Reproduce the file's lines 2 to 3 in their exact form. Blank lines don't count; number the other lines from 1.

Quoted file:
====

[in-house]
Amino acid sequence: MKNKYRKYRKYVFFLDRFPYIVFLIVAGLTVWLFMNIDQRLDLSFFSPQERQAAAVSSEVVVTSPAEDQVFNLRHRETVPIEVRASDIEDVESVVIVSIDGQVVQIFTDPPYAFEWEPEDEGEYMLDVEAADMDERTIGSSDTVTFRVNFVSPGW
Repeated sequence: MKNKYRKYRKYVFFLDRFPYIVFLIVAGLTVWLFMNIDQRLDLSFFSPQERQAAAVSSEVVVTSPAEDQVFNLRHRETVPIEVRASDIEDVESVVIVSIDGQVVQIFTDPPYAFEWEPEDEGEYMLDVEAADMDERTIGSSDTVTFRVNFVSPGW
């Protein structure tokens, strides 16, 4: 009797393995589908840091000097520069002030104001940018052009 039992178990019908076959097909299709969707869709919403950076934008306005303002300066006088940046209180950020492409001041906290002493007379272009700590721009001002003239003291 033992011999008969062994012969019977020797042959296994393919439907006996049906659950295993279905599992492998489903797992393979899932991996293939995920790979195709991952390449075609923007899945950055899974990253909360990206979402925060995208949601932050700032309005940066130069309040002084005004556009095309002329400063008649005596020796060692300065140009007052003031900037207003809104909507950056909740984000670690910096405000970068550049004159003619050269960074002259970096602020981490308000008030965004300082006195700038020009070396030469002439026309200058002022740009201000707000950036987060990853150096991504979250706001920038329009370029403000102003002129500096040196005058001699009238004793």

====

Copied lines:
Amino acid sequence: MKNKYRKYRKYVFFLDRFPYIVFLIVAGLTVWLFMNIDQRLDLSFFSPQERQAAAVSSEVVVTSPAEDQVFNLRHRETVPIEVRASDIEDVESVVIVSIDGQVVQIFTDPPYAFEWEPEDEGEYMLDVEAADMDERTIGSSDTVTFRVNFVSPGW
Repeated sequence: MKNKYRKYRKYVFFLDRFPYIVFLIVAGLTVWLFMNIDQRLDLSFFSPQERQAAAVSSEVVVTSPAEDQVFNLRHRETVPIEVRASDIEDVESVVIVSIDGQVVQIFTDPPYAFEWEPEDEGEYMLDVEAADMDERTIGSSDTVTFRVNFVSPGW